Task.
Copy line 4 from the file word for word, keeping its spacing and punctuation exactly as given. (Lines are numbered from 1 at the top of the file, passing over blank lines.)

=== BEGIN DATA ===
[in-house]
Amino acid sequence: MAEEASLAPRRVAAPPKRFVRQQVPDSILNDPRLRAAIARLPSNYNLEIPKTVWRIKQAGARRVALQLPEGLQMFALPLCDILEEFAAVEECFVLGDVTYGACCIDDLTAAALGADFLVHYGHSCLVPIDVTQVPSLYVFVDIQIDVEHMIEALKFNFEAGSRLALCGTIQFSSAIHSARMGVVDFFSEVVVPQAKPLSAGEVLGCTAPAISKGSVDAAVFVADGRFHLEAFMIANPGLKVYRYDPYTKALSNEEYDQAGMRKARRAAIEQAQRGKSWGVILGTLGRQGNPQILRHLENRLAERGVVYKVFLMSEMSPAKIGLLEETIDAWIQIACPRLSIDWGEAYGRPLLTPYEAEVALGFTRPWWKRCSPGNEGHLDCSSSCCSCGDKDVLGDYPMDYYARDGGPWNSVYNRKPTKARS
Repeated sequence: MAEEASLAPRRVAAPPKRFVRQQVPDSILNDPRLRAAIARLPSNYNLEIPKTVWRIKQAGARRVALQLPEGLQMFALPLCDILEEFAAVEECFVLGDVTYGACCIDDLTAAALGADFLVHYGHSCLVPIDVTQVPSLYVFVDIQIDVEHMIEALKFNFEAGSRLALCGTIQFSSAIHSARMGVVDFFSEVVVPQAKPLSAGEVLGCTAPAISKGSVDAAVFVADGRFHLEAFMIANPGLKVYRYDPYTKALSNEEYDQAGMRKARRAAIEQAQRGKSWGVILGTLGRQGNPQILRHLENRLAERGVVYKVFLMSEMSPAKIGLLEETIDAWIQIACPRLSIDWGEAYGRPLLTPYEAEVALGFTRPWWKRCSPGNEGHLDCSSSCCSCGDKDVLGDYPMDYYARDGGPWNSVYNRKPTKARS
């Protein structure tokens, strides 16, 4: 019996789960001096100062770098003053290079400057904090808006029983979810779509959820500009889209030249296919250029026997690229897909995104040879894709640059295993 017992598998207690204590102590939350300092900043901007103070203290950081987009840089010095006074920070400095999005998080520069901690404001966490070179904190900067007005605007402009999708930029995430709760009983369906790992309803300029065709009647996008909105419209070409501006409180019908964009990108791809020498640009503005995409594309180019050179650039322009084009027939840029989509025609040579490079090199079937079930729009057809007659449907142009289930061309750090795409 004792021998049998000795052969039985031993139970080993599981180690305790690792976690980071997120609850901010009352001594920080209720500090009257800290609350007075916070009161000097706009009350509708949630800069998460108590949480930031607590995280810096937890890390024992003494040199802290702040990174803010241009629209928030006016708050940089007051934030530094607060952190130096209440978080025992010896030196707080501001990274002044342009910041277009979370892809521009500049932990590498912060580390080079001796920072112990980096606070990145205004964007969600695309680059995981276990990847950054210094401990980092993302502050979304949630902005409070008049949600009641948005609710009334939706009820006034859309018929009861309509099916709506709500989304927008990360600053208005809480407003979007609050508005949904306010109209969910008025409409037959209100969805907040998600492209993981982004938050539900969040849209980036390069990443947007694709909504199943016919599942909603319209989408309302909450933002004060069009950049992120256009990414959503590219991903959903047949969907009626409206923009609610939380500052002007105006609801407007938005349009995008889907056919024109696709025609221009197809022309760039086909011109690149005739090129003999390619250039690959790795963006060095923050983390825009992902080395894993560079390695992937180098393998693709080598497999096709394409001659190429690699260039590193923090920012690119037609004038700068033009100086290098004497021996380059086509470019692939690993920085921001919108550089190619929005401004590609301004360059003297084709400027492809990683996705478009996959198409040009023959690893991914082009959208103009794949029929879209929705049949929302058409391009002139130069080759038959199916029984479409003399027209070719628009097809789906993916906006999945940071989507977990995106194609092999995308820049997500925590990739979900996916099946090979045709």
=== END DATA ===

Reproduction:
């Protein structure tokens, strides 16, 4: 019996789960001096100062770098003053290079400057904090808006029983979810779509959820500009889209030249296919250029026997690229897909995104040879894709640059295993 017992598998207690204590102590939350300092900043901007103070203290950081987009840089010095006074920070400095999005998080520069901690404001966490070179904190900067007005605007402009999708930029995430709760009983369906790992309803300029065709009647996008909105419209070409501006409180019908964009990108791809020498640009503005995409594309180019050179650039322009084009027939840029989509025609040579490079090199079937079930729009057809007659449907142009289930061309750090795409 004792021998049998000795052969039985031993139970080993599981180690305790690792976690980071997120609850901010009352001594920080209720500090009257800290609350007075916070009161000097706009009350509708949630800069998460108590949480930031607590995280810096937890890390024992003494040199802290702040990174803010241009629209928030006016708050940089007051934030530094607060952190130096209440978080025992010896030196707080501001990274002044342009910041277009979370892809521009500049932990590498912060580390080079001796920072112990980096606070990145205004964007969600695309680059995981276990990847950054210094401990980092993302502050979304949630902005409070008049949600009641948005609710009334939706009820006034859309018929009861309509099916709506709500989304927008990360600053208005809480407003979007609050508005949904306010109209969910008025409409037959209100969805907040998600492209993981982004938050539900969040849209980036390069990443947007694709909504199943016919599942909603319209989408309302909450933002004060069009950049992120256009990414959503590219991903959903047949969907009626409206923009609610939380500052002007105006609801407007938005349009995008889907056919024109696709025609221009197809022309760039086909011109690149005739090129003999390619250039690959790795963006060095923050983390825009992902080395894993560079390695992937180098393998693709080598497999096709394409001659190429690699260039590193923090920012690119037609004038700068033009100086290098004497021996380059086509470019692939690993920085921001919108550089190619929005401004590609301004360059003297084709400027492809990683996705478009996959198409040009023959690893991914082009959208103009794949029929879209929705049949929302058409391009002139130069080759038959199916029984479409003399027209070719628009097809789906993916906006999945940071989507977990995106194609092999995308820049997500925590990739979900996916099946090979045709």